Pros: Fast, 6 core/12 threads, 40 PCIe lanes, quad memory, excellent IOMMU group separation/ACS, overclocking
Cons: Price, power consumption, heat, only 2*6GB/s SATA ports
1. Good virtualization and IOMMU support (VT-d in Intel terminology);
2. Life expectancy.
Background: I was building a new rig that would run Linux as the host operating system and Windows as a virtual machine. The Windows VM has its own graphics card, which is passed through to the VM using a technology called VGA passthrough. The Windows virtual machine then runs practically at the same speed as when installed directly onto the hardware.
The 3930K processor offers a feature called IOMMU (VT-d). This is a must for doing VGA passthrough. Compared to Intels consumer type CPUs the 3930K has much more in common with the Xeon series of server CPUs, including excellent IOMMU support. Today (5 years later) many Intel CPUs are listed as supporting VT-d/IOMMU, but that itself doesn't mean much. The actual feature behind IOMMU is ACS or Access Control Services that separate different PCIe devices into separate IOMMU groups.
The 3930K cleanly separates different PCIe slots and devices into different IOMMU groups, whereas some of the consumer type CPUs that also support VT-d/IOMMU put different devices into the same group. There are workarounds (ACS patch in Linux) but no workaround can fix a sloppy design.
Another welcome feature in the 3930K is 40 PCIe lanes. The CPU comes without GPU which means that in my configuration I need 2 graphics cards to support Linux and Windows simultaneously. I also use a discrete Asus Xonar Essence PCIe sound card, and a PCIe SATA / USB3 controller board to support all the disks I've installed. In other words, my rig makes full use of the 40 lanes.
I use Linux for everyday tasks (email, web browsing, web design, etc.) and Windows 10 for photo editing in Lightroom and some other Windows/Mac-only applications. 5 years ago I had a 12MP camera, today I'm using 3 cameras with 12MP, 16MP, and 24MP. My next camera will likely have 36-40MP. I'm shooting RAW and all files have to be converted to jpg and/or tiff. What I'm saying is that today, 5 years later, the RAW files have increased to about double the size. Editing and conversion of these larger files takes more resources. Yet, the 3930K is still going strong!
In the past I would have to upgrade my computer hardware/CPU every 3 years, just to ensure a decent workflow speed when processing photos. With the 3930K CPU, I'm essentially running the same rig I built 5 years ago, except GPU and SSD upgrades/additions. The PC is keeping up with the higher demands from larger RAW files. Not only that, my workflow has changed and I'm using more editing steps and external software to create the look I want. This requires even more processing power.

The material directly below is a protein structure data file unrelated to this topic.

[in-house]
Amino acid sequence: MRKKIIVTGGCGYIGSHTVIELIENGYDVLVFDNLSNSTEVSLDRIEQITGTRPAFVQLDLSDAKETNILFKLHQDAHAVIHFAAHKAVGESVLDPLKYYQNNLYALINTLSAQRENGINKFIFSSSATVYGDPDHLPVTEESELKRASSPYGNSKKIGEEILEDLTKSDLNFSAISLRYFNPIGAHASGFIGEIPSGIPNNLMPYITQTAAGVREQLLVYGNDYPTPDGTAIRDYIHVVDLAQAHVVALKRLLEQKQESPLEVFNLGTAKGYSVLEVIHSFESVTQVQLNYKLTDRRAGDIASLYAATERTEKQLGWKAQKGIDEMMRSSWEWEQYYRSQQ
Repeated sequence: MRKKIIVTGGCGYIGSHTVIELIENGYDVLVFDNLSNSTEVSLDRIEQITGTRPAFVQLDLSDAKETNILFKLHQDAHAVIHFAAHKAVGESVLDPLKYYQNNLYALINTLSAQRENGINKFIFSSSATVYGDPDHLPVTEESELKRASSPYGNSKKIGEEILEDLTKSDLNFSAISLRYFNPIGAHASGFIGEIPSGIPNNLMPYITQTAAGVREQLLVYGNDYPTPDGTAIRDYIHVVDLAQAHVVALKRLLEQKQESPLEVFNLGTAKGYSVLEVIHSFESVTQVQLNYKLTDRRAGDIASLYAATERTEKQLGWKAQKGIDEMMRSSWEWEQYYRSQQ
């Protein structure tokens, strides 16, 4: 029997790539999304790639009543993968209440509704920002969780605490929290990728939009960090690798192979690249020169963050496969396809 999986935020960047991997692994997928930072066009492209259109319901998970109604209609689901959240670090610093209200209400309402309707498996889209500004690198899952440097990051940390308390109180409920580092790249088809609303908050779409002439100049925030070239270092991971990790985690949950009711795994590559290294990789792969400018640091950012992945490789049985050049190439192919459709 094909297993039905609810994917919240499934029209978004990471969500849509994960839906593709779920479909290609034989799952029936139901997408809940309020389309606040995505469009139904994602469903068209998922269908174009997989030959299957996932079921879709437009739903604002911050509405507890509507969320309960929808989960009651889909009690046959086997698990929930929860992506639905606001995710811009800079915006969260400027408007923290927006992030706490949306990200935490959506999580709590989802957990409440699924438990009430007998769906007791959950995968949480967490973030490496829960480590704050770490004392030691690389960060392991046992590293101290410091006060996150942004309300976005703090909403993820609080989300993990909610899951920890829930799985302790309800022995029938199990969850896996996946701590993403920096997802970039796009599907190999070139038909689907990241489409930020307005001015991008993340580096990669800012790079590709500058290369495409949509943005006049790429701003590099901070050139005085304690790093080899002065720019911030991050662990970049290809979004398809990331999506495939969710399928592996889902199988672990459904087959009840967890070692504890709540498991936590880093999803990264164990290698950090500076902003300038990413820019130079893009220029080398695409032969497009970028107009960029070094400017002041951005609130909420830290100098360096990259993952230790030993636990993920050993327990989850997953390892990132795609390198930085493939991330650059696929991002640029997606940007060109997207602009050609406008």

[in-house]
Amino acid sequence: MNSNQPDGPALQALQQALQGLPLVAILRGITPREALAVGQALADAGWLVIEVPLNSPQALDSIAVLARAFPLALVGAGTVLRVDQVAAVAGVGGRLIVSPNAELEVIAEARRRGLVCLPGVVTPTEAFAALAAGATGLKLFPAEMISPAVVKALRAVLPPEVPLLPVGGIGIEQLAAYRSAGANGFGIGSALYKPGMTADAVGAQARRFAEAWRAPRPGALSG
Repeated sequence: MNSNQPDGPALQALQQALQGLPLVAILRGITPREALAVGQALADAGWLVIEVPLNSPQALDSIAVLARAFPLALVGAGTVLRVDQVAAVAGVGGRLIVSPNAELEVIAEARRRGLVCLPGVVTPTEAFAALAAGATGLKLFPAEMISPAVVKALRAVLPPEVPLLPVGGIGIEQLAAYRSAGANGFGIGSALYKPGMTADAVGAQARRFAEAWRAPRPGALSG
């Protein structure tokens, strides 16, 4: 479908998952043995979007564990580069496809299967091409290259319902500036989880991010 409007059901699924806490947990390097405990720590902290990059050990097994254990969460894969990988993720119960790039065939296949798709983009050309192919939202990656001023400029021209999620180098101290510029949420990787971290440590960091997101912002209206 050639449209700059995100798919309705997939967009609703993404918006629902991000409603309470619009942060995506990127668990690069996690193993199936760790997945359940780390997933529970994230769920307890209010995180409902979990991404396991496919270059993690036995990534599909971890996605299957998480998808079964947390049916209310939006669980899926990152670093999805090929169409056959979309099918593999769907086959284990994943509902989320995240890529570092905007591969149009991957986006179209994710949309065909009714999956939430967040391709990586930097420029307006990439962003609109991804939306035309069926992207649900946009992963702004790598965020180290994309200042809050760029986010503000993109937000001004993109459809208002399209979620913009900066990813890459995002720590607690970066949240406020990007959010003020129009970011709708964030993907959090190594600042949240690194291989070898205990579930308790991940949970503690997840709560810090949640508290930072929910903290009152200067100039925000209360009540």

So far I have been writing about my experiences under Windows. But my host OS is Linux. There the 6 core CPU really shines! Linux and Linux-based software is so much better in utilizing multiple cores. Running a backup of my Windows VM partition to a gzipped file using pigz for parallel compression crunches through 110GB in about 10 minutes - the speed being limited by my HDD drives speed. I converted my collection of ~1,500 music CDs to flac, using two CD/DVD drives to keep up with the speed. Ripping my DVD collection using handbrake was a breeze.
It is rather sad that commercial software such as Adobe Lightroom and Photoshop, both under Windows, still cannot make good use of multiple cores (see Adobe Lightroom CC/6 Multi Core Performance). Whether this is the result of sloppy programming or company policy having priorities elsewhere, I can't tell. It is certainly not the fault of the CPU.
That said I'm actually hopeful in that future releases of these applications and other commercial software will improve multitasking and parallel processing capabilities. If and when that happens, this little old 3930K CPU may actually become better with age compared to recent 4 core brethren.
Will a newer CPU speed up my photo editing workflow? Depending on which CPU, yes. But the 3930K is still holding its turf against most of the newcomers. If I was to buy a CPU now, which one(s) would I consider:
1. i7-7820X - same price range as my current 3930K, but 8 core and higher clock speed on a X299 board;
2. i7-7740X - lower cost, lower performance, with 4 cores only on a X299 board - upgradable to the 7820X;
3. i7-7700K - same cost as 7740X, but cheaper motherboard options (Z170, Z270, for example)
Owning a 3930K CPU, the only way to significantly improve performance would be the i7-7820X. Since the 3930K has plenty of resources to process 24 MP RAW photos I can wait perhaps another 2-3 years before this build becomes obsolete and I need to upgrade.
5 years on the same CPU is an achievement, considering that I use it for image editing. I am hopeful that I can use this CPU/board for another 2-3 years. When comparing the 3930K with the choices at the time (i7-2600, i7-3770, both non-K since their "K" versions do not support VT-d), it's obvious that the other options would have been obsolete by now. The 3930K has been a good investment, and with each more year the investment becomes an even better one.
So far I didn't have the need for overclocking. But user reports show that it can be overclocked from 3.2 to at least 4.0, with 4.5GHz and more being the standard. That translates into a 25-30% performance gain which would significantly narrow the gap between the 3930K and current CPUs.
To sum it up: The i7-3930K 6 core CPU was/is a powerful CPU offering excellent multithread performance and rock-solid virtualization capabilities. With that much performance and the option for serious overclocking, this CPU still runs strong after 5 years and 5 new generations of CPUs. This is awesome .
The only reason I'm not giving it a 5-star rating is for the high power consumption and the heat it produces. It requires a good cooling system.